291
83
Honolulu, HI
Name
russ
Boat
15' Arima - Kamoku
Hey Kevin,
I'm no expert, but this is what I tend to do when I go fishing solo....so you can take it for what it's worth.
Congrats on that nice Ono! First, if it's the tunas you want to go after, the 100 fathom drop off is a good place to start. Onos tend to hang around the 40 fathom or shallower depending on the location of bait in the water. Secondly, trolling speed can vary with each boat, but in general, slower speeds for tunas (< 7 knots), faster for Onos and Marlins (>7 knots). Lastly, after hooking up with a multiply, if your fishing by your self, I would leave the boat going forward at a speed slightly slower than trolling speed (4-6 knots ) and bring in the closet fish first and leaving the farther one out til I'm ready to bring em in. In the case of Onos, sometimes they are going to come off because they either bite through the mono (you can use wire leader and have added security, I don't), or the hook will pull from the fish(ripping the jaw or mouth, or the hooked area starts getting bigger and bigger and the hooks just fall out...sometimes $hit just happens. Keeping your cool as you are clearing lines, carefully place leaders and lures with hooks away from the work area....either unhook the leaders and wind em up, wind the leaders around the reel with the lure hanging outside of the boat, or place the rods, leader and lures neatly up front away from the action as
to avoid major tangles after the battle! Main thing is have fun, enjoy the battle and always think safety! Keep up the great job fishing!
 

Ser Sicklefin

Newbie
Jul 21, 2011
27
7
3
Sicklesberg
Name
Ser Sicklefin
Boat
Eastern Steed
I like to leave the other fish out there, for onos we will barely slow down, as they usually swim straight towards the boat after their initial run. Onos don't really dig down too much at leader so should be relatively easy to boost, and they aren't much of a match for the gear most of us use, so you can get away with going a little faster (and sometimes even take another strike or two). The extra speed definitely helps keep the line tight on the second fish.

Of course, sometimes the fish just get away. Good going on your catch!!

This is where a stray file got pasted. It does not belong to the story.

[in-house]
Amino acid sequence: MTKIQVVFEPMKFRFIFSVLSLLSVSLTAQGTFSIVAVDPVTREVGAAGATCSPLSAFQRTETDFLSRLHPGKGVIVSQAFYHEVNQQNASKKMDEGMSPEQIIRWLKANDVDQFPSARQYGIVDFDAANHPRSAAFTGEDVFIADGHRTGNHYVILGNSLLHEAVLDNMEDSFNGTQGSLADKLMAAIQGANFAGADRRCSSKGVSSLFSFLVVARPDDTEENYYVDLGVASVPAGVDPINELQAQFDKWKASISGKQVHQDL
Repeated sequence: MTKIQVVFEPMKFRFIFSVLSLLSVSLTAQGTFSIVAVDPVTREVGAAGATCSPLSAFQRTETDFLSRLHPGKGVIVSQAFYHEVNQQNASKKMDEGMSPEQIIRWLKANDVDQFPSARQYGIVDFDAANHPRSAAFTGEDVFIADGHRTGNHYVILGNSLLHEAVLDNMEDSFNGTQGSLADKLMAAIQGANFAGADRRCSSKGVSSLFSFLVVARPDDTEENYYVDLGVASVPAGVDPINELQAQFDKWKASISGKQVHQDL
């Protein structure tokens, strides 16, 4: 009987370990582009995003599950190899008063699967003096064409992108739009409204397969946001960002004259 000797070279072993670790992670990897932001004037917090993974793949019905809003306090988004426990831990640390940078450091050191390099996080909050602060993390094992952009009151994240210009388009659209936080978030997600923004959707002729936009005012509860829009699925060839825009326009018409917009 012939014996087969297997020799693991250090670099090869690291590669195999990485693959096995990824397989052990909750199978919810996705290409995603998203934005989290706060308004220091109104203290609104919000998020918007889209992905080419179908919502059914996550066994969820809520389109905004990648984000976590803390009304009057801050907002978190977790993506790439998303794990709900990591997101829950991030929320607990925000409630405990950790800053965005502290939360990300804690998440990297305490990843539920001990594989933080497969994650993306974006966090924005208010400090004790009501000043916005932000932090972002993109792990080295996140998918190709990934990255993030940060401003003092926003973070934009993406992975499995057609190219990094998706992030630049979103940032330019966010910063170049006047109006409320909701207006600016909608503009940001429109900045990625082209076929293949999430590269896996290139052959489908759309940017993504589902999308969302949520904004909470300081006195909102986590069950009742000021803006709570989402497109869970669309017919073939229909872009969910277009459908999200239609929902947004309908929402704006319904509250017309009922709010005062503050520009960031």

oahu seacat

Newbie
Jun 27, 2012
36
0
6
kailua Hawaii
Name
kevin
Boat
hinahana
pushes my boat nicely, tows the kids on a big 3 person tube easily. Seems comparable to how my last boat a 17' montauk with a 125 hp mercury felt. Being that this one is a planning catamaran, may be like comparing apples to oranges though.
 

oahu seacat

Newbie
Jun 27, 2012
36
0
6
kailua Hawaii
Name
kevin
Boat
hinahana
when you troll at 10 knots, do you leave only straight running lures targeting Ono, or do you keep your whole spread out? I noticed that when I run at 11-12 knots, both my small 4" Aku, slant head lures, and 9" slant heads, start jumping out of the water and getting the skirts tangled on the leading hook.
 

oahu seacat

Newbie
Jun 27, 2012
36
0
6
kailua Hawaii
Name
kevin
Boat
hinahana
It's inside Kaneohe bay at the sand bar. Outside the boat was rolling around too much and the Ono too slimy for my daughter to safely take pictures.
 

changboy

Member
Nov 9, 2009
715
45
28
Honolulu
Name
Brian
Boat
"PARIS C" 23 sportcraft custom
Kevin, good going on the ono's and tuna's!
russell had good comments and having a driver is golden if your working the back my 9 year old is my auto pilot when fighting a fish cause she knows her left from her right and knows the difference between fast and slow, loose the downriggers unless you got the crew, keep the boat in motion (best following sea) and take the closes fish first and lastly is good to keep a towel or small blanket to throw over the decked fish to keep you away from hooks and teeth. again just my .02.
 

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oahu seacat

Newbie
Jun 27, 2012
36
0
6
kailua Hawaii
Name
kevin
Boat
hinahana
Thanks for the tips. Does your boat have auto pilot? with out actively steering the boat it goes wherever the waves push it. I tried tying a bungee to the steering wheel, poor mans auto pilot, but as the waves change the direction of the boat it still doesn't stay in a straight line. Most times that means I could end up with my lines crossing across the back of my boat or getting into the motor cover since I run stubbies. Any tips on how to control the boat's direction?
 

Da.Ching808

Newbie
Nov 7, 2011
351
13
18
Kaneohe, HI / Tacoma, WA
Name
Chris
Boat
RH Boat Pro V16
U have auto pilot? If it change direction if u have auto pilot on.. I think u need check something wrong. Cuz my auto pilot stay straight when wave hitting but it move off little bit then auto pilot correct to back path
 

poidog

lurker
Jun 5, 2012
181
4
18
BI
Name
poidog
Boat
18'
I think most double hulls will zigzag even with auto pilot, but I may be mistaken. something about the way the swells move between the hulls...